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'Milk Cow Blues': Enthusiasts Seek the Raw Stuff

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'Milk Cow Blues': Enthusiasts Seek the Raw Stuff

'Milk Cow Blues': Enthusiasts Seek the Raw Stuff

'Milk Cow Blues': Enthusiasts Seek the Raw Stuff

  • Download
  • <iframe src="https://www.npr.org/player/embed/4230005/4232771" width="100%" height="290" frameborder="0" scrolling="no" title="NPR embedded audio player">

Tucked away in the vanishing farm country on the outskirts of ever-spreading Indianapolis, the Apple family and their neighbors have created a kind of fellowship of milking. The Kitchen Sisters tell the story of the Apples' efforts to bring raw milk to their community.

Debbie and Mark Apple, pictured with one of their milk cows. Sandra Wong Geroux hide caption

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Sandra Wong Geroux

The Case Against Raw Milk

Public health officials say that drinking raw milk is dangerous. Disease outbreaks associated with unpasteurized milk happen every year. General information from the FDA on raw milk and the details on two such outbreaks of intestinal illnesses from the CDC can be found by following the links below:

The Case for All Natural

Enthusiasts of raw milk and organically grown foods explain their views:

Indiana dairy farmer Alan Yegerlehner calls for people to think long-term and holistically about their food.

Only Available in Archive Formats.

Yegerlehner discusses the benefits of drinking unpasteurized milk.

Only Available in Archive Formats.

Physician-turned-organic farmer Peter Kunz thinks of his new work as preventative medicine.

Only Available in Archive Formats.

'Milk Cow Blues'

* Used by permission of Arhoolie Records.

Hear an early version of the song, performed by the Maddox Brothers & Rose and produced by Arhoolie Records.

Only Available in Archive Formats.

'Hidden Kitchens' Hotline

Hear related calls we received from listeners:

Therese Rubino sings about her milk home-delivery business.

Only Available in Archive Formats.

The owner of the East Concord General Store in New York praises the products of a local dairy farmer.

Only Available in Archive Formats.

Story Notes

The only way to obtain fresh milk in Indiana is to own a cow.

The 53 families who take home jugs of raw milk from Mark and Debbie Apple's farm are not customers, despite the fact that their farm has 11 milk cows. Nearly a year after state health officials issued a cease-and-desist order, the Apples still milk cows — and people still take home unpasteurized milk.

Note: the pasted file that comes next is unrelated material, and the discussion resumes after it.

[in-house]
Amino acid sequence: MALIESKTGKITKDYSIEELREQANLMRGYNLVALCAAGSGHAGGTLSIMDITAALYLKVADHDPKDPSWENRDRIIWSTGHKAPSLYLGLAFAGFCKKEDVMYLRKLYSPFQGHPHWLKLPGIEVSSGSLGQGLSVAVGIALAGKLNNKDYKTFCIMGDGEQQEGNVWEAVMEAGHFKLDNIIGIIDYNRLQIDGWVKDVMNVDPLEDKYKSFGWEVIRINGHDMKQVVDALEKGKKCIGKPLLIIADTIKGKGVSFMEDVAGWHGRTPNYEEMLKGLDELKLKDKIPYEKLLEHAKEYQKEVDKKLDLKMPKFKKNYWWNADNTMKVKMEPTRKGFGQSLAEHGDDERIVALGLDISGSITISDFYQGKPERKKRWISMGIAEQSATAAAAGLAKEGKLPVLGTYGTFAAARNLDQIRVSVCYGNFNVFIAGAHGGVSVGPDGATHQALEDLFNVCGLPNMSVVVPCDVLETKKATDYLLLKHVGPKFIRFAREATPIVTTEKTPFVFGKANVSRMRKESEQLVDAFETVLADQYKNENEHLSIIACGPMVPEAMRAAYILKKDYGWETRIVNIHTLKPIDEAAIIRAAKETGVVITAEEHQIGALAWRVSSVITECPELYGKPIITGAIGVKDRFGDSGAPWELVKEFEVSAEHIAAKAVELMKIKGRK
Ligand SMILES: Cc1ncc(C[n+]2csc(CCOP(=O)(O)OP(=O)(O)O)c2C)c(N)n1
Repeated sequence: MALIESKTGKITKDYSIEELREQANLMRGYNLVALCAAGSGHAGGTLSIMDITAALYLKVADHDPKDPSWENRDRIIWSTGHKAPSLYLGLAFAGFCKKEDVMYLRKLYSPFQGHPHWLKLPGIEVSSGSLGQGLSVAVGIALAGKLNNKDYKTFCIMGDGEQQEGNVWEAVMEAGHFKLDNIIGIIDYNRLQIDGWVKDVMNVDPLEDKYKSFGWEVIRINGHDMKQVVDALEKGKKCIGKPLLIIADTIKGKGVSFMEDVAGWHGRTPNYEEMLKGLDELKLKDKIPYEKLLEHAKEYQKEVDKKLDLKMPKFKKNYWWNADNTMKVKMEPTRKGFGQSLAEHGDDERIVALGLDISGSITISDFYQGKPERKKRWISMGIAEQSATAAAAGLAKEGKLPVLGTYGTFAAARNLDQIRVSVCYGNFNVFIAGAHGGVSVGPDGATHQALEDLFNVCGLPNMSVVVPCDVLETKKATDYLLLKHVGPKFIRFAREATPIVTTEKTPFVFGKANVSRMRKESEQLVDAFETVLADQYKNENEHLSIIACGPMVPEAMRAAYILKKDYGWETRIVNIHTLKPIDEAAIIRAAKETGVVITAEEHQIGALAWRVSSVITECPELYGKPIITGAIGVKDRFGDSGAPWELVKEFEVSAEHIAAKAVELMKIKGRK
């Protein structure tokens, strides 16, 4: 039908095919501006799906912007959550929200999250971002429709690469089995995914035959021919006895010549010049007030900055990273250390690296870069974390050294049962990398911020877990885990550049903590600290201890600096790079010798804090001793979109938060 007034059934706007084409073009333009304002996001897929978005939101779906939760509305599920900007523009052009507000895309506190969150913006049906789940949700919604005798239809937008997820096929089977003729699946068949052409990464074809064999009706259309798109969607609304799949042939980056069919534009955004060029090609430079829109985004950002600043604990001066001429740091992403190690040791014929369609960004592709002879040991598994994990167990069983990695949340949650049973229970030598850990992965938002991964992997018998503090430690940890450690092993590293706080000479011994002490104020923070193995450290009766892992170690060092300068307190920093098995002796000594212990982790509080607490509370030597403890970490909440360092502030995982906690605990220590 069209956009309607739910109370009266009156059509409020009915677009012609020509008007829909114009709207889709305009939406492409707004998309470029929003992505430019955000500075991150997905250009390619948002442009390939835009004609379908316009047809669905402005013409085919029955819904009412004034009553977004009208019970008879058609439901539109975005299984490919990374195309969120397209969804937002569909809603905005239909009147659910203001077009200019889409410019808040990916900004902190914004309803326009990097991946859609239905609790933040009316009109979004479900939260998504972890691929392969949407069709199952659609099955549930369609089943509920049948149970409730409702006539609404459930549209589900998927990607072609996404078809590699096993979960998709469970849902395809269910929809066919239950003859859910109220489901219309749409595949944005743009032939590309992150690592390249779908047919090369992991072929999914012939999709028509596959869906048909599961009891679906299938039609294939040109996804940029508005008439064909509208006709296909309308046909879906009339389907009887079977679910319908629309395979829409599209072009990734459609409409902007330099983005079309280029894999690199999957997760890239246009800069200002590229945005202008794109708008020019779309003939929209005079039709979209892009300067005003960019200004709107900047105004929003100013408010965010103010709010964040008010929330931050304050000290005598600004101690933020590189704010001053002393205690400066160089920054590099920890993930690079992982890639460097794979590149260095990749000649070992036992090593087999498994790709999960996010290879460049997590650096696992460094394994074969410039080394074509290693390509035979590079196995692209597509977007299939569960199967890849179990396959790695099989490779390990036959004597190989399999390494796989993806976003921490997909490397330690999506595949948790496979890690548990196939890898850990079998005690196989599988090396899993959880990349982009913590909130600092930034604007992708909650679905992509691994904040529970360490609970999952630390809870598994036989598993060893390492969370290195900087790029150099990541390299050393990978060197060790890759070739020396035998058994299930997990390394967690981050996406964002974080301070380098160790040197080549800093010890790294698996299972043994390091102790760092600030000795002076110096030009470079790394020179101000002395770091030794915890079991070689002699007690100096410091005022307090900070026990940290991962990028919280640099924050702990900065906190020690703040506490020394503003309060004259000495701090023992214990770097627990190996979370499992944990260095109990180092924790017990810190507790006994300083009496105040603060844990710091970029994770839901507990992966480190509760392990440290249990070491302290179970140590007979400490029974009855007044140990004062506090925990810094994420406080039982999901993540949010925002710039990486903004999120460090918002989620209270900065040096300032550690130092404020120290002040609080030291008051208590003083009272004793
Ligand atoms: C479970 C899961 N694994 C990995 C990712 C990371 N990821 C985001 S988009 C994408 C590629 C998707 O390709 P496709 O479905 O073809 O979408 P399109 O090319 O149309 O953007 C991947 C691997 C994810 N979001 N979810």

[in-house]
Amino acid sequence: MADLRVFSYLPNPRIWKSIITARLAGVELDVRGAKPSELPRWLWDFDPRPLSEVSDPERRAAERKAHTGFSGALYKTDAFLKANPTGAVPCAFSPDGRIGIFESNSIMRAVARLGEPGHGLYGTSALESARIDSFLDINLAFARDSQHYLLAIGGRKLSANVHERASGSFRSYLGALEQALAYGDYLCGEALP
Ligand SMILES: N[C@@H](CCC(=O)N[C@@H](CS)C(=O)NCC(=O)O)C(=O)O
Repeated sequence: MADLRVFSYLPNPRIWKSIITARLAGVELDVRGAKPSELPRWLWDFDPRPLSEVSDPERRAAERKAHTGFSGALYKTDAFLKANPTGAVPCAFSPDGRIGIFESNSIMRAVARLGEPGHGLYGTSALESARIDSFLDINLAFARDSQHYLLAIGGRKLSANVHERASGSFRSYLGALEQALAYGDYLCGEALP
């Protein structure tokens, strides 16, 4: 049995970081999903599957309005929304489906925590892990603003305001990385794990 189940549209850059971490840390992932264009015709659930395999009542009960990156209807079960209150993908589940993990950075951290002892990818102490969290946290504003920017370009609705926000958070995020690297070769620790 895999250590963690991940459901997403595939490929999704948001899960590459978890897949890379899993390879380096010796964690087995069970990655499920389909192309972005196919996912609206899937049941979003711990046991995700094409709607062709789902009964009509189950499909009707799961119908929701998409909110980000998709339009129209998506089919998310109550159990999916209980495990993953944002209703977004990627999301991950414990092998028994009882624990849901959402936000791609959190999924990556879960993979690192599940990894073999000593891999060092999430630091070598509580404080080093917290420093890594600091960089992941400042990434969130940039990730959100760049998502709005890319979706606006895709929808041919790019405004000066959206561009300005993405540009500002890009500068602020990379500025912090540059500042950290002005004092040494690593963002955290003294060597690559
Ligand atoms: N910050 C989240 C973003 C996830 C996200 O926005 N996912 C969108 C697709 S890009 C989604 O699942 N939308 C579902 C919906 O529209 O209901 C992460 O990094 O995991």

The Apples have clarified that their "customers" actually own shares of the cows. The Apples simply provide room and board. Those technical changes are the Apples' way of defending the rights of raw milk enthusiasts who laud its reputed health benefits.

Run by third-generation farmers in McCordsville, Ind., the Apple Family Farm is dedicated to farming naturally, without chemicals, hormones or unnecessary antibiotics. Chickens, beef and sheep are raised on the farm, which aims to provide healthful food, protect the environment — and enrich the community.

Story Credits

Produced by The Kitchen Sisters (Davia Nelson & Nikki Silva). Mixed by Jim McKee. In collaboration with Sandra Wong Geroux, Laura Folger, Kate Volkman, Melissa Robbins and Jay Allison.

To learn more about The Apple Family Farm and this subject, follow the links in our resources section to a variety of sites and articles.

— The Kitchen Sisters (Davia Nelson and Nikki Silva)

Special thanks to: the Apple Family Farm; The Trader's Point Creamery; Traders Point Green Market in Zionsville, Ind.; and the Indiana Cow-share Association.

Music in This Story

The following songs were heard in this story:

· "Bolero," composed and performed by Maurice Ravel (1928) on Mauric Ravel: The Composer as Pianist And Conductor, Pierian Records — The Caswell Collection Vol. 4.

· "Milk Cow Blues Boogie," performed by Elvis Presley, on Sunrise Elvis Presley, Sun Records.